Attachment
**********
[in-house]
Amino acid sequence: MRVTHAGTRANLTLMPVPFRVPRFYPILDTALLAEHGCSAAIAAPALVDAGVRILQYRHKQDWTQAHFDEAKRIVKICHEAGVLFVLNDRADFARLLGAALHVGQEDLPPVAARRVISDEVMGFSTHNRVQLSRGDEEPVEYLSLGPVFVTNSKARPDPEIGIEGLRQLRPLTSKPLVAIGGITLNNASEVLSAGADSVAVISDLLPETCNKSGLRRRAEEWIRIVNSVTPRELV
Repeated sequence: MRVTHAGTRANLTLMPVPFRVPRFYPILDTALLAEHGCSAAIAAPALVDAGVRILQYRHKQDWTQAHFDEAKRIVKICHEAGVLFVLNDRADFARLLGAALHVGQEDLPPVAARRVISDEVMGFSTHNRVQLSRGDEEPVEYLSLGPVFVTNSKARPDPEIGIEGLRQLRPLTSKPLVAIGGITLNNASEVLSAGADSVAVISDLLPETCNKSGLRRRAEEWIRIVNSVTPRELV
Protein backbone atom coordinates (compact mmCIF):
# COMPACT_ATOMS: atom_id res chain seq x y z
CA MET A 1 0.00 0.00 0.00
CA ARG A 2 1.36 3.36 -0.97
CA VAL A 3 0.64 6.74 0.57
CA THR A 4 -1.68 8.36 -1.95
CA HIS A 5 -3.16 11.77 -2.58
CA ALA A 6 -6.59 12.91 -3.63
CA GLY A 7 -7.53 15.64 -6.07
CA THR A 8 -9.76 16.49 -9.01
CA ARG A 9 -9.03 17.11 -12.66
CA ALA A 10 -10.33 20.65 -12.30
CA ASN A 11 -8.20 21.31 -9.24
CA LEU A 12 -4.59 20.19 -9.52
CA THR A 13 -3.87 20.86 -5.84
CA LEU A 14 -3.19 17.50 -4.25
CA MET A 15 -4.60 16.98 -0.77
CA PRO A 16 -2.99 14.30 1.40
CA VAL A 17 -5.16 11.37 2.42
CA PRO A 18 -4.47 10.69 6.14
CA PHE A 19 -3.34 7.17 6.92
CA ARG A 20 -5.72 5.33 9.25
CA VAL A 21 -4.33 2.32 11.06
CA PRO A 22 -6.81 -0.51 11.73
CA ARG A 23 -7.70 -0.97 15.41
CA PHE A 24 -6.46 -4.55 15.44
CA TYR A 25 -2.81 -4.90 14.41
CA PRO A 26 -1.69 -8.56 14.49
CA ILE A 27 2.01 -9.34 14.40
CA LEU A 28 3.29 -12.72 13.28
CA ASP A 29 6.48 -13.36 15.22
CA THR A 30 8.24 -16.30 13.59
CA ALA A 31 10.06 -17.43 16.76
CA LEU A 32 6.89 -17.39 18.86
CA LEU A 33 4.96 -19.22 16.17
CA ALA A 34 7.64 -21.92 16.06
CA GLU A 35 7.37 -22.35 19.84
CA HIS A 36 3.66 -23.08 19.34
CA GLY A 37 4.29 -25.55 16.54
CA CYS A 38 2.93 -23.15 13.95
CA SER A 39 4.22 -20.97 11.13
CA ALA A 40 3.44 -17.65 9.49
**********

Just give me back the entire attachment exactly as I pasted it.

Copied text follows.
[in-house]
Amino acid sequence: MRVTHAGTRANLTLMPVPFRVPRFYPILDTALLAEHGCSAAIAAPALVDAGVRILQYRHKQDWTQAHFDEAKRIVKICHEAGVLFVLNDRADFARLLGAALHVGQEDLPPVAARRVISDEVMGFSTHNRVQLSRGDEEPVEYLSLGPVFVTNSKARPDPEIGIEGLRQLRPLTSKPLVAIGGITLNNASEVLSAGADSVAVISDLLPETCNKSGLRRRAEEWIRIVNSVTPRELV
Repeated sequence: MRVTHAGTRANLTLMPVPFRVPRFYPILDTALLAEHGCSAAIAAPALVDAGVRILQYRHKQDWTQAHFDEAKRIVKICHEAGVLFVLNDRADFARLLGAALHVGQEDLPPVAARRVISDEVMGFSTHNRVQLSRGDEEPVEYLSLGPVFVTNSKARPDPEIGIEGLRQLRPLTSKPLVAIGGITLNNASEVLSAGADSVAVISDLLPETCNKSGLRRRAEEWIRIVNSVTPRELV
Protein backbone atom coordinates (compact mmCIF):
# COMPACT_ATOMS: atom_id res chain seq x y z
CA MET A 1 0.00 0.00 0.00
CA ARG A 2 1.36 3.36 -0.97
CA VAL A 3 0.64 6.74 0.57
CA THR A 4 -1.68 8.36 -1.95
CA HIS A 5 -3.16 11.77 -2.58
CA ALA A 6 -6.59 12.91 -3.63
CA GLY A 7 -7.53 15.64 -6.07
CA THR A 8 -9.76 16.49 -9.01
CA ARG A 9 -9.03 17.11 -12.66
CA ALA A 10 -10.33 20.65 -12.30
CA ASN A 11 -8.20 21.31 -9.24
CA LEU A 12 -4.59 20.19 -9.52
CA THR A 13 -3.87 20.86 -5.84
CA LEU A 14 -3.19 17.50 -4.25
CA MET A 15 -4.60 16.98 -0.77
CA PRO A 16 -2.99 14.30 1.40
CA VAL A 17 -5.16 11.37 2.42
CA PRO A 18 -4.47 10.69 6.14
CA PHE A 19 -3.34 7.17 6.92
CA ARG A 20 -5.72 5.33 9.25
CA VAL A 21 -4.33 2.32 11.06
CA PRO A 22 -6.81 -0.51 11.73
CA ARG A 23 -7.70 -0.97 15.41
CA PHE A 24 -6.46 -4.55 15.44
CA TYR A 25 -2.81 -4.90 14.41
CA PRO A 26 -1.69 -8.56 14.49
CA ILE A 27 2.01 -9.34 14.40
CA LEU A 28 3.29 -12.72 13.28
CA ASP A 29 6.48 -13.36 15.22
CA THR A 30 8.24 -16.30 13.59
CA ALA A 31 10.06 -17.43 16.76
CA LEU A 32 6.89 -17.39 18.86
CA LEU A 33 4.96 -19.22 16.17
CA ALA A 34 7.64 -21.92 16.06
CA GLU A 35 7.37 -22.35 19.84
CA HIS A 36 3.66 -23.08 19.34
CA GLY A 37 4.29 -25.55 16.54
CA CYS A 38 2.93 -23.15 13.95
CA SER A 39 4.22 -20.97 11.13
CA ALA A 40 3.44 -17.65 9.49